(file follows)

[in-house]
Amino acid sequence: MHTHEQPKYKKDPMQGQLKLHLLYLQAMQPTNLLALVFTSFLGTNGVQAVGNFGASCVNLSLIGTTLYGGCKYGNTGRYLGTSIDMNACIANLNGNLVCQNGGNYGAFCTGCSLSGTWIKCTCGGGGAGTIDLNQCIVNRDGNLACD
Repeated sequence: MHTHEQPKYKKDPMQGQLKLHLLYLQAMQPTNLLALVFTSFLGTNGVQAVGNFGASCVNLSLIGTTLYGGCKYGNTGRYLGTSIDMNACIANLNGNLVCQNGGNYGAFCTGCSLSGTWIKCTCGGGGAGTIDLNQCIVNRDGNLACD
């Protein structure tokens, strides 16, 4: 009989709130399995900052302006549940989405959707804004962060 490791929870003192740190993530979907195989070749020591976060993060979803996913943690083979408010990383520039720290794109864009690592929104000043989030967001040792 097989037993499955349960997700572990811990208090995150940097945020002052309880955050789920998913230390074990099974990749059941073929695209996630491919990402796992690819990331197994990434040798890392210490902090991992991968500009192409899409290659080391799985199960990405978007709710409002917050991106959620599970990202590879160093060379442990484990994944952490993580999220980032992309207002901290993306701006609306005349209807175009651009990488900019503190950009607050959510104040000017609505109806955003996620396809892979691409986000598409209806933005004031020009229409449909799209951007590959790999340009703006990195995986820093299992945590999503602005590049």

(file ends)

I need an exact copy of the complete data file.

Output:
[in-house]
Amino acid sequence: MHTHEQPKYKKDPMQGQLKLHLLYLQAMQPTNLLALVFTSFLGTNGVQAVGNFGASCVNLSLIGTTLYGGCKYGNTGRYLGTSIDMNACIANLNGNLVCQNGGNYGAFCTGCSLSGTWIKCTCGGGGAGTIDLNQCIVNRDGNLACD
Repeated sequence: MHTHEQPKYKKDPMQGQLKLHLLYLQAMQPTNLLALVFTSFLGTNGVQAVGNFGASCVNLSLIGTTLYGGCKYGNTGRYLGTSIDMNACIANLNGNLVCQNGGNYGAFCTGCSLSGTWIKCTCGGGGAGTIDLNQCIVNRDGNLACD
């Protein structure tokens, strides 16, 4: 009989709130399995900052302006549940989405959707804004962060 490791929870003192740190993530979907195989070749020591976060993060979803996913943690083979408010990383520039720290794109864009690592929104000043989030967001040792 097989037993499955349960997700572990811990208090995150940097945020002052309880955050789920998913230390074990099974990749059941073929695209996630491919990402796992690819990331197994990434040798890392210490902090991992991968500009192409899409290659080391799985199960990405978007709710409002917050991106959620599970990202590879160093060379442990484990994944952490993580999220980032992309207002901290993306701006609306005349209807175009651009990488900019503190950009607050959510104040000017609505109806955003996620396809892979691409986000598409209806933005004031020009229409449909799209951007590959790999340009703006990195995986820093299992945590999503602005590049």